Jan McCourt leans on a walking stick next to the tractor that nearly killed him. The investment-banker-turned-farmer had been crouching behind the machine after its driver had reported a strange noise. As the men investigated, the tractor started to crawl backwards. McCourt could not move away fast enough and very quickly, he recalls, "I felt the weight of the wheel begin to press against my spine."
What follows in McCourt's book, Crushed: My NHS Summer, is difficult to read. Six years after the accident that came so close to ending it all, the 52-year-old recounts, in graphic detail, a life-altering course of pain and rehabilitation. His journey, via two months in a hospital bed, where McCourt recorded some of the horrific effects of trauma on the body and mind, started as that wheel bore down on him.
"It seemed to want to climb up on to my back," he writes. "I realised that I was being folded in two, that the tractor was going to crush my hips and pelvis, then follow directly up the line of my spine and squash it down between my legs before rolling over my head, at which point I would eventually know no more."
McCourt walks from his tractor into his field on Northfield Farm, near Oakham in Rutland. He then gamely sits in the grass to be photographed with his dogs, Rosie and Peg. The ground is soft but had been rock hard when, trapped, the farmer endured fractions of seconds as a human chock. By now, McCourt was sitting on his bottom, his legs outstretched and his back against the giant wheel. As the pressure built, he writes, "I felt the first bones begin to crack…
"The middle of my lower back felt the pressure, and the back of my pelvis gave way like balsa wood. First one hip broke and then, very quickly, the front of my pelvis at the top inside of each leg snapped clean through. As the wheel advanced, my head was forced ever closer toward the parched hard earth… I knew that I was dying. The wheel kept pressing, now at the base of my spine, and just as I gave up all hope, it stopped."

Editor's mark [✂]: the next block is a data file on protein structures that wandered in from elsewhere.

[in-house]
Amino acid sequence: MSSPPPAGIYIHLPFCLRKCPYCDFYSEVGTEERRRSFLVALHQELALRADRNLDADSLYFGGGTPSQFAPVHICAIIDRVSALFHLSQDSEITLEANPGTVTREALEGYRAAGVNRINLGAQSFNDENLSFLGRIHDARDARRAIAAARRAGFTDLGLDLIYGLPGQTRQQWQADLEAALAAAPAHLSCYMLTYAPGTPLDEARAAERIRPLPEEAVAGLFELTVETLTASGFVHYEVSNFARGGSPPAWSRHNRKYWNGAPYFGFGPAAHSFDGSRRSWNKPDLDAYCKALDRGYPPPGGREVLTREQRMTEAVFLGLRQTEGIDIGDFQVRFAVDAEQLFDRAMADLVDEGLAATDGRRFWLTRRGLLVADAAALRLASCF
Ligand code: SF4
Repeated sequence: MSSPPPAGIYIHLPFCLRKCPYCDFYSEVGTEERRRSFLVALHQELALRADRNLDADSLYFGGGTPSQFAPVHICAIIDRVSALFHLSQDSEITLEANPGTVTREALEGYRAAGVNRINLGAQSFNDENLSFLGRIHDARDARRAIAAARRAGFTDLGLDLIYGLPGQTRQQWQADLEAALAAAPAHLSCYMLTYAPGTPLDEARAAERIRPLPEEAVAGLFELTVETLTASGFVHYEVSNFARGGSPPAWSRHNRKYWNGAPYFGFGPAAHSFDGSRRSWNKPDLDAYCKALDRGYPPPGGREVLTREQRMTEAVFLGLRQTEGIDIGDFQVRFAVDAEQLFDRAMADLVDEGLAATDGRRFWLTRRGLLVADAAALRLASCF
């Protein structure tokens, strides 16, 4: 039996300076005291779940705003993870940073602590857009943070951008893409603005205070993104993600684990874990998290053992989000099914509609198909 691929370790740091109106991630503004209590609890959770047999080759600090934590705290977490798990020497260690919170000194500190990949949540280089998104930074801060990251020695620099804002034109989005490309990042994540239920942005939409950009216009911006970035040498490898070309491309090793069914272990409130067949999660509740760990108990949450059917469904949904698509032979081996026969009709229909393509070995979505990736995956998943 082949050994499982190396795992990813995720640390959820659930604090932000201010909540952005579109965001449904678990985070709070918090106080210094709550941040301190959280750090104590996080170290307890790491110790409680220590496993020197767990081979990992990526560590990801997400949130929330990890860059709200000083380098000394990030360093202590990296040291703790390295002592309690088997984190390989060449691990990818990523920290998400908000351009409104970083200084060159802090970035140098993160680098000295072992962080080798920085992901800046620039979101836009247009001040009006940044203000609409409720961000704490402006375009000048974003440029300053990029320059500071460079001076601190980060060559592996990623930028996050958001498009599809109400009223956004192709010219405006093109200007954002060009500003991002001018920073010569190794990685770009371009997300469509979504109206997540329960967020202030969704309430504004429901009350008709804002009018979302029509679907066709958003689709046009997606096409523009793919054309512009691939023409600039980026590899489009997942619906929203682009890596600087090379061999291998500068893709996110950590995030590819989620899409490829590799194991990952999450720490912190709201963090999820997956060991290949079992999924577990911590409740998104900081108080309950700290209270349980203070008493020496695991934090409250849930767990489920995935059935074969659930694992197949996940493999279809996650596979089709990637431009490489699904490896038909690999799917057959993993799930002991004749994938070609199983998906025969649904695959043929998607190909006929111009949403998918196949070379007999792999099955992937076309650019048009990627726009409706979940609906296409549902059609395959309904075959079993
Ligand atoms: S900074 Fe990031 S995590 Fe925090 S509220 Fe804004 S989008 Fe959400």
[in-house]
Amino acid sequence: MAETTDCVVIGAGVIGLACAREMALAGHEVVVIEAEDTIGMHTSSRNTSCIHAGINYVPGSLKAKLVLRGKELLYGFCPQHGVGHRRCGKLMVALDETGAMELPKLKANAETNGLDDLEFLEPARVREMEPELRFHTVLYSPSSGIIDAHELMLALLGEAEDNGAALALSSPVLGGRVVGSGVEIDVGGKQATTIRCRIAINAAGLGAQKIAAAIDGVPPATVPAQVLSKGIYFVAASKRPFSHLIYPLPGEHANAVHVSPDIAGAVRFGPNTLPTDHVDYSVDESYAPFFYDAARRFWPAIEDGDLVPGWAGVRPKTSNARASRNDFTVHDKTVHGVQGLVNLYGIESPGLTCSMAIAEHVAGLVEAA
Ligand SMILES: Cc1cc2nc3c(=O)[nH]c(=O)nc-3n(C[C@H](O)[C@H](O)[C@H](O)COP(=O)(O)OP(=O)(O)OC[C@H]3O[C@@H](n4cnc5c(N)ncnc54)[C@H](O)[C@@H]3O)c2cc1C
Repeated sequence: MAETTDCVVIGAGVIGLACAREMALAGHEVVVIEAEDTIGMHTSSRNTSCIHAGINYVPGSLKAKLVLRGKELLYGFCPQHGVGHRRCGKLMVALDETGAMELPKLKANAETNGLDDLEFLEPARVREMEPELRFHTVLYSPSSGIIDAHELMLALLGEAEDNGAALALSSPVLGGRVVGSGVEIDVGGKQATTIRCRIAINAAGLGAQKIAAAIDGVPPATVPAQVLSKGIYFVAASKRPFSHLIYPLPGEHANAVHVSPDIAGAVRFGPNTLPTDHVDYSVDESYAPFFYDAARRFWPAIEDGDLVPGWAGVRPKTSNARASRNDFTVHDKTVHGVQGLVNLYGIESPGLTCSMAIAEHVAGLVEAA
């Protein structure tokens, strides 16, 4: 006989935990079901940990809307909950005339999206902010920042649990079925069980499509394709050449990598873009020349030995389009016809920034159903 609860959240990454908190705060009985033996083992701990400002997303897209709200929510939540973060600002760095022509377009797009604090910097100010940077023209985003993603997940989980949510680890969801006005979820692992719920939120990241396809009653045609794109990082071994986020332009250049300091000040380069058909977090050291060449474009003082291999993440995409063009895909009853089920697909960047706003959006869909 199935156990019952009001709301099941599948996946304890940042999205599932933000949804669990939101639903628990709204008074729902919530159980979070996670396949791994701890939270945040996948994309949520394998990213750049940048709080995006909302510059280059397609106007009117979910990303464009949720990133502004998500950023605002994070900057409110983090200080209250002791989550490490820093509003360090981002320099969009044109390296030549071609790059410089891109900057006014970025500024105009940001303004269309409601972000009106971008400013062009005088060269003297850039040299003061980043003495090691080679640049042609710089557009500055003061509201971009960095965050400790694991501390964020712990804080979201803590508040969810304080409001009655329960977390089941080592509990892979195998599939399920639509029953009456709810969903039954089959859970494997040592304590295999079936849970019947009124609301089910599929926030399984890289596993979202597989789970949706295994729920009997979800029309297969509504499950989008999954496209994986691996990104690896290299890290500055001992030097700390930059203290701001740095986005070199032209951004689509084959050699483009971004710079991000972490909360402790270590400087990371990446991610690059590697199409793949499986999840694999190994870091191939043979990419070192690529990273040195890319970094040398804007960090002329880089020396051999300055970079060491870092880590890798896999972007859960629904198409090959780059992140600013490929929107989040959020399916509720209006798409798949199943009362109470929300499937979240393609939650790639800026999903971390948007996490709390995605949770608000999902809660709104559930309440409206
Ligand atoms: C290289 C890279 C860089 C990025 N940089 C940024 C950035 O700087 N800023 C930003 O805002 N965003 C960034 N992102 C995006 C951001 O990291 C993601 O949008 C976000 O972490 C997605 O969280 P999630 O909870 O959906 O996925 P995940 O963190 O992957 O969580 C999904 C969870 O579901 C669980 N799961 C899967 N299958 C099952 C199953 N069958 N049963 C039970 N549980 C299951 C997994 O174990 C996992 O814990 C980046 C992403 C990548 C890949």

Surgeons later compared the effects of the wheel on McCourt's ring-shaped pelvis to those of a man stamping on a Polo mint; there were too many pieces to count. Yet today he walks without a limp. His story is part study of pain, part survival guide. Recalling that day, however, at the site of the accident, is harder in speech than in print.
"There is a little frisson when I'm here," he says. "I come out with the dogs a lot and you can't not…" He pauses. "It's OK now but other times when I talk about it, it catches in my throat. I don't feel it but I can hear it almost as if I'm someone else talking about it."
The tractor's driver, whom McCourt will neither name nor blame for what happened, somehow pushed the vehicle back far enough for McCourt to roll away from the wheel. He remembers "the shock, the pain, and my own screaming, all mixed into one ball of fire which was destroying me in its intense heat". Drifting at the edge of consciousness, he welcomed death until he thought of his three children, then aged 11 to 14. "Their three faces watched me and gave me the strength to carry on," he says.
McCourt walks out of the wind into Les Rosbifs, his restaurant inside a converted barn, and orders a ham-and-cheese sandwich. The thick slices are from his own pigs but in a previous life the farmer traded in money, not meat. He was an investment banker of the old school, before young "propellerheads", as he calls them, began devising financial devices that did not require handshakes. When McCourt was made redundant, in 1997, he was already commuting to the City from Northfield, where, inspired by his Irish farming roots, he had started rearing rare breeds of cattle.